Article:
Patty Mills Takes D-League by Storm, Makes Case for NBA Call-Up

Brodie Stephens@@BrodieJStephensContributor IJanuary 4, 2010

BEIJING - AUGUST 20:  Patrick Mills #5 of Australia drives to the basket over Chris Paul #13 of the United States during the men's basketball quarterfinal game at the Olympic Basketball Gymnasium during Day 12 of the Beijing 2008 Olympic Games on August 20, 2008 in Beijing, China.  (Photo by Streeter Lecka/Getty Images)
Streeter Lecka/Getty Images

When Duke University and USA Basketball coach Mike Krzyzewski sings a player’s praises, the basketball world listens.

In his 28 years of coaching at Duke University, Krzyzewski's tutelage has played a primary role in molding a plethora of young aspirants into legitimate NBA players.

Coach K knows an NBA player when he sees one.

"He's a great guard.  He'll be an NBA guard.  I'm very, very impressed.  He really has great quickness.  And I love him defensively.  I've been a defensive coach my whole life and there aren't very many people who stay with the guard, like right on him, when he has the ball, and if he's beaten, he doesn't retreat, he continues to play the play.”

Patrick Mills, a 6'0", 185-pound Indigenous Australian point guard, had just scored 20 points while picking up three steals and two assists with zero turnovers against Krzyzewski’s U.S. team at the Beijing Olympics.

What made Mills’ performance particularly intoxicating to all who witnessed it (aside from the fact that he had just turned 20), was that it came against Chris Paul, Deron Williams, and Jason Kidd. 

While Mills was already on the radar of NBA scouts due to his outstanding play in his freshman season at St. Mary’s College, proving his mettle against the best point guards in the world turned more than a few heads.

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"He's good," said Chris Paul after the game.

"Man, he's fast.  I read something that says he's faster than me.  They're probably right.  He can move."

Unfortunately for the young Australian, it’s much harder to move with crutches.

After breaking the fifth metatarsal in his foot on the first day of Trailblazers’ summer league practice, Mills was forced to miss training camp and the beginning of his lifelong dream after being drafted by Portland in the second round of the 2009 NBA draft.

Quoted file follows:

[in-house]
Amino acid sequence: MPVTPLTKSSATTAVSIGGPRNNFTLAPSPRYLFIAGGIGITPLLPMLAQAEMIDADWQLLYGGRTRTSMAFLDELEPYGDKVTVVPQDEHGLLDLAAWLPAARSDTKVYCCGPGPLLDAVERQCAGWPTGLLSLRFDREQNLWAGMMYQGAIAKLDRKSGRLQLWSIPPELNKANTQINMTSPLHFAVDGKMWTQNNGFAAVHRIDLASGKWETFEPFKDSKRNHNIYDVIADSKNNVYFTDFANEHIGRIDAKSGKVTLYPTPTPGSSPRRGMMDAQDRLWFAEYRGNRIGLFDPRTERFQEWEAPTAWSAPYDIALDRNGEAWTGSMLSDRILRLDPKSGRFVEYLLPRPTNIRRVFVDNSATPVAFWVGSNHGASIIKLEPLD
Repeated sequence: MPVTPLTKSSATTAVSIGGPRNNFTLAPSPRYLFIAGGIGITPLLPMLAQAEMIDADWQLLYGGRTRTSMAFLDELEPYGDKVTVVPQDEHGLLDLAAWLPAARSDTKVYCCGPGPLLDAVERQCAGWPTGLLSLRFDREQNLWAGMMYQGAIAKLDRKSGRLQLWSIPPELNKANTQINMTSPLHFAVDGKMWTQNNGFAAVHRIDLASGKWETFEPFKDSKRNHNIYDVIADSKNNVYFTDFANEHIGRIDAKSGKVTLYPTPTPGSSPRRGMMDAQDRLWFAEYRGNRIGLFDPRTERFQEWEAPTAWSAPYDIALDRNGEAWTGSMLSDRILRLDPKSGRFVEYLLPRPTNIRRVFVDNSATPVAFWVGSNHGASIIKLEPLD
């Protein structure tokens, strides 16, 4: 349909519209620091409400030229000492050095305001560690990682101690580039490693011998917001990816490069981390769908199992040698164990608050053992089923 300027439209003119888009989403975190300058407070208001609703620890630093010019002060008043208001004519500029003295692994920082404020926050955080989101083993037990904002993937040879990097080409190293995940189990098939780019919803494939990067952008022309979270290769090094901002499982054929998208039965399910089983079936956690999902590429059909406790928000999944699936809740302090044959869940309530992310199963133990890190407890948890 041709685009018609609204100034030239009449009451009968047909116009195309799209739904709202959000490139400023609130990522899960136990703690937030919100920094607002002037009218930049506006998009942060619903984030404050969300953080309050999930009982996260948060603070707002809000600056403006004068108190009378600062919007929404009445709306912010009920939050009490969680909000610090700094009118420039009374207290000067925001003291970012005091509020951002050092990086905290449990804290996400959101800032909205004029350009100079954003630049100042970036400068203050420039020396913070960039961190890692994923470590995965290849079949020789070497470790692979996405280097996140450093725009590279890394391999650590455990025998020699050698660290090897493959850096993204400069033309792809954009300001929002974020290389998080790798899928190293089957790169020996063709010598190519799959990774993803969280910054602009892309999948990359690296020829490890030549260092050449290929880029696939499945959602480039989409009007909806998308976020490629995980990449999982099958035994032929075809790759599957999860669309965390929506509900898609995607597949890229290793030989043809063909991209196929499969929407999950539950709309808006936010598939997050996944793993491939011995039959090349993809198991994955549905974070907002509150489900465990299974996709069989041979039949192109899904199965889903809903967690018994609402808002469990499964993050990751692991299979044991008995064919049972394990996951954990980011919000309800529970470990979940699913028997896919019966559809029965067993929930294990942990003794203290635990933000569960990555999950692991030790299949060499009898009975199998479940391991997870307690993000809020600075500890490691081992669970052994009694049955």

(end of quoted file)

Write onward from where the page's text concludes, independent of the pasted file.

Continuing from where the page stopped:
Mills was signed to a contract despite his injury and, after successful rehabilitation from surgery, was assigned to the NBA Development League on Dec. 29, 2009.

In his first game in the NBA Development League, Mills again turned heads. Mills erupted for 38 points and 12 assists, hitting 7-of-10 three-pointers along the way.  The Idaho Stampede, his adopted team, cruised to victory. 

His second game as a professional was even more impressive.  Mills scored 22 points on an efficient 8-of-12 shooting, including 4-of-5 three-pointers.  More importantly, with his team trailing by 12 points to start the fourth quarter, Mills carried his team to a one-point victory in the final stanza by scoring 13 of his 22 points including the game-winning layup.

In two games for the Stampede, Mills is averaging 30 points per game while shooting 57 percent from the field, 73 percent from behind the three-point line, and 88 percent on free throws.  He is also collecting 2.5 rebounds and 1.5 steals per game while averaging 7.5 assists.

With the Blazers’ recent wicked rash of injuries and Steve Blake ruled out indefinitely with pneumonia, if Mills continues his dominant play, a call-up to run with the big boys shouldn’t be too far away.

"We want to look to get him back," Nate McMillan said after hearing of Mills' impressive D-League initiation.

After Mills’ second straight strong game, the promising young Aussie's phone may ring a little earlier than anyone expected.

“He looked fantastic and that’s nice to see,” Trailblazers general manager Kevin Pritchard said on Saturday after seeing Mills in action.

It sounds like Patrick Mills is impressing the right people.

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